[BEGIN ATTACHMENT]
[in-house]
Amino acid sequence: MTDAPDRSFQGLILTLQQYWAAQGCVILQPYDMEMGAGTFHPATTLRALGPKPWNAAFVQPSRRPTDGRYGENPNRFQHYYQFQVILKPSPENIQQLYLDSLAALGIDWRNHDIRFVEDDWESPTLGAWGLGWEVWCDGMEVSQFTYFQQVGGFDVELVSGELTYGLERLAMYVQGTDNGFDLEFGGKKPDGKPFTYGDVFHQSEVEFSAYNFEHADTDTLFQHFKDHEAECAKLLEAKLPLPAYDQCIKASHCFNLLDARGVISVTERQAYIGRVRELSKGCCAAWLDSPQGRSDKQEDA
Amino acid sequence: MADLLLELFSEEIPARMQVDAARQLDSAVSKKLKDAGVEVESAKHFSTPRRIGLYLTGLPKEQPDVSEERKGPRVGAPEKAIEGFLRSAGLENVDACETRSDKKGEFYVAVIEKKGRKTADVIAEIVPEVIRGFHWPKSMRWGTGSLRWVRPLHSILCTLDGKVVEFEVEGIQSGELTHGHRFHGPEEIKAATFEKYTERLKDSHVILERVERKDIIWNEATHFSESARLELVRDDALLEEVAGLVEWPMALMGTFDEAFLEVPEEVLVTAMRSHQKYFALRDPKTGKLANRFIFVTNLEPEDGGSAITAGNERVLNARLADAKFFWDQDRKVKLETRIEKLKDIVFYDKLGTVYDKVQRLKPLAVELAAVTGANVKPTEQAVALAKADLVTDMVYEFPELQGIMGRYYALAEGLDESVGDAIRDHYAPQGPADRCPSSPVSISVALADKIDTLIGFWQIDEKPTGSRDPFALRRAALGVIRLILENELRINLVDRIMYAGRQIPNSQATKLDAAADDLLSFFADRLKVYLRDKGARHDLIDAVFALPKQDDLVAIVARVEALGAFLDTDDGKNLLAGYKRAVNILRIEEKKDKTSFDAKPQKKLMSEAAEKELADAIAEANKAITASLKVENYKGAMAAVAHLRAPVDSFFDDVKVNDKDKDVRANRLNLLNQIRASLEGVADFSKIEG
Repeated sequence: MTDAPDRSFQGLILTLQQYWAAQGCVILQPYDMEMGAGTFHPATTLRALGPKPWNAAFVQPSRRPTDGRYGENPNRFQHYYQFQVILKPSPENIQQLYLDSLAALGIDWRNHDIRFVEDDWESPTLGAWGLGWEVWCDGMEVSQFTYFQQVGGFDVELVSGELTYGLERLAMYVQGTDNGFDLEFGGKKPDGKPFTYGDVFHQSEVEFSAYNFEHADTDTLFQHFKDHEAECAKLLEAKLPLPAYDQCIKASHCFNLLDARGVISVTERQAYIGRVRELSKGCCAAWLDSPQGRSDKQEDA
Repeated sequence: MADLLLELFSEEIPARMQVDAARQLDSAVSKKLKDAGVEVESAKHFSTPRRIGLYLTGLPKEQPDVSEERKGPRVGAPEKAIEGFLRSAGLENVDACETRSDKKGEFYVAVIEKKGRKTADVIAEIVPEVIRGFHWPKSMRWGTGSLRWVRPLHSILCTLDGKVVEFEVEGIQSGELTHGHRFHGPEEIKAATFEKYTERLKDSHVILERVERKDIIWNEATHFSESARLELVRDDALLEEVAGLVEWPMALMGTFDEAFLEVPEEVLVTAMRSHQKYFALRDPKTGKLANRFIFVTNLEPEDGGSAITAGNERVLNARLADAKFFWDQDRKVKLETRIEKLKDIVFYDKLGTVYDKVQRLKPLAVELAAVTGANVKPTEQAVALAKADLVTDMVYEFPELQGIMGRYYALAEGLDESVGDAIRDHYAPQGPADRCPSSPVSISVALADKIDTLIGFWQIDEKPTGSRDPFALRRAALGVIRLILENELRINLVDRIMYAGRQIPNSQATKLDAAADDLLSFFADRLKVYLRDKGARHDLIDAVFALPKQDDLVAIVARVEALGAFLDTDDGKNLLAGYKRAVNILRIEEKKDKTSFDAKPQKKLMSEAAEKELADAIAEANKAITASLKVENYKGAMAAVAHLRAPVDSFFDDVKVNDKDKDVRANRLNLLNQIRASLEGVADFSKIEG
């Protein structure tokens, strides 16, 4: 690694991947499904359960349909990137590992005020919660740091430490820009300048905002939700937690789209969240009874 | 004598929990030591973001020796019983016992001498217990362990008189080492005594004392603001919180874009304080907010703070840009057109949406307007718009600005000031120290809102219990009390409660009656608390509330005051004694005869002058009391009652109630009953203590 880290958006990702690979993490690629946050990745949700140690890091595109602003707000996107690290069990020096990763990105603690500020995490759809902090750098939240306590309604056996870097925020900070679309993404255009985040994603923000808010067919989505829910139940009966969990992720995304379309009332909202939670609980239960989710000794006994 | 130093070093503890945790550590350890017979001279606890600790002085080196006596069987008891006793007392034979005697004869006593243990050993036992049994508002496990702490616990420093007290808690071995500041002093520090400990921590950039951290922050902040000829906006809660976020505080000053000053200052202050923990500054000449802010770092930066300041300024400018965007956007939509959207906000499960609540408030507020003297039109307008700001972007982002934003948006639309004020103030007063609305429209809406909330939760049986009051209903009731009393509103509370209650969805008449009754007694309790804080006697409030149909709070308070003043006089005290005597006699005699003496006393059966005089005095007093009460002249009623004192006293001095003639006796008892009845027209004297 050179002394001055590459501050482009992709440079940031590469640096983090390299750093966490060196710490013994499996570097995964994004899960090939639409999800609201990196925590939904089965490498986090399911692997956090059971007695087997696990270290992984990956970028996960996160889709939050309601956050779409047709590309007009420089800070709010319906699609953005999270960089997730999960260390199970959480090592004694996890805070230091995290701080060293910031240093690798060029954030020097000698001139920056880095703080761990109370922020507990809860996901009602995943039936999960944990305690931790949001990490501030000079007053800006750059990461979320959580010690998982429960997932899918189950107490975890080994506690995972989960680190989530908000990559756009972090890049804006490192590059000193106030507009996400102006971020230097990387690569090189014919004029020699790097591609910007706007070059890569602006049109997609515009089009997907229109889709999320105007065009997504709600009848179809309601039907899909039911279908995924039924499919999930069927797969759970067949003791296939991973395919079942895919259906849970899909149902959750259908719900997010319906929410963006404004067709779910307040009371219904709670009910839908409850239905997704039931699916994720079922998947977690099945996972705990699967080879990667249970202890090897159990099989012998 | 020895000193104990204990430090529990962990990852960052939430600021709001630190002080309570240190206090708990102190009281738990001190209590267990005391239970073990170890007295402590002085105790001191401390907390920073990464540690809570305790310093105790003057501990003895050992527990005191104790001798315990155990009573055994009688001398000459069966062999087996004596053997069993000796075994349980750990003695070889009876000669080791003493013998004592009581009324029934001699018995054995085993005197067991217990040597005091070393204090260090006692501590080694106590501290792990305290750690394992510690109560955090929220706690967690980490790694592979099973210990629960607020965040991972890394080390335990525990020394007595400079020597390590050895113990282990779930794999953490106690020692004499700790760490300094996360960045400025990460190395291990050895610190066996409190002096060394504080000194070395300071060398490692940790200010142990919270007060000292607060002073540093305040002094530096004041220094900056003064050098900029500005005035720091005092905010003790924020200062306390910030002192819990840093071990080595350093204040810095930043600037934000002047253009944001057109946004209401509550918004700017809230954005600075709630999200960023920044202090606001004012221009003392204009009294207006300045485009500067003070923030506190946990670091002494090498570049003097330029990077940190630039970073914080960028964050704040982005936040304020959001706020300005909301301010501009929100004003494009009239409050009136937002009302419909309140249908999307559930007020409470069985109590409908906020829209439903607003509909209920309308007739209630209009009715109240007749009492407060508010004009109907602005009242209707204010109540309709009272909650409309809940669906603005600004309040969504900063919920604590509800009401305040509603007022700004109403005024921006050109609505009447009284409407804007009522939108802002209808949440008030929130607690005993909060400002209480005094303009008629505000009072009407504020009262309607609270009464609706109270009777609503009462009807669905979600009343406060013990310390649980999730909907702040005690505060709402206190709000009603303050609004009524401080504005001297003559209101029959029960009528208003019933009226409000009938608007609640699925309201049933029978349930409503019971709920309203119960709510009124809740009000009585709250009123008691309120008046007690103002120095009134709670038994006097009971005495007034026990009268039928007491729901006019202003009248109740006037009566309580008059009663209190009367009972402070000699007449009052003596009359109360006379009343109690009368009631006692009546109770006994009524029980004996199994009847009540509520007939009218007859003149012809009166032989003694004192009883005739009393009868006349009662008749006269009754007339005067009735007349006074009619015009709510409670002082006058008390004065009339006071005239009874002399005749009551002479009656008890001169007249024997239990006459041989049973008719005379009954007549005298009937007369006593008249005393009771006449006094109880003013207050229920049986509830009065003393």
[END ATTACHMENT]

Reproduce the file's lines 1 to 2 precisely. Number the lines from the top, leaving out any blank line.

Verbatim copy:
[in-house]
Amino acid sequence: MTDAPDRSFQGLILTLQQYWAAQGCVILQPYDMEMGAGTFHPATTLRALGPKPWNAAFVQPSRRPTDGRYGENPNRFQHYYQFQVILKPSPENIQQLYLDSLAALGIDWRNHDIRFVEDDWESPTLGAWGLGWEVWCDGMEVSQFTYFQQVGGFDVELVSGELTYGLERLAMYVQGTDNGFDLEFGGKKPDGKPFTYGDVFHQSEVEFSAYNFEHADTDTLFQHFKDHEAECAKLLEAKLPLPAYDQCIKASHCFNLLDARGVISVTERQAYIGRVRELSKGCCAAWLDSPQGRSDKQEDA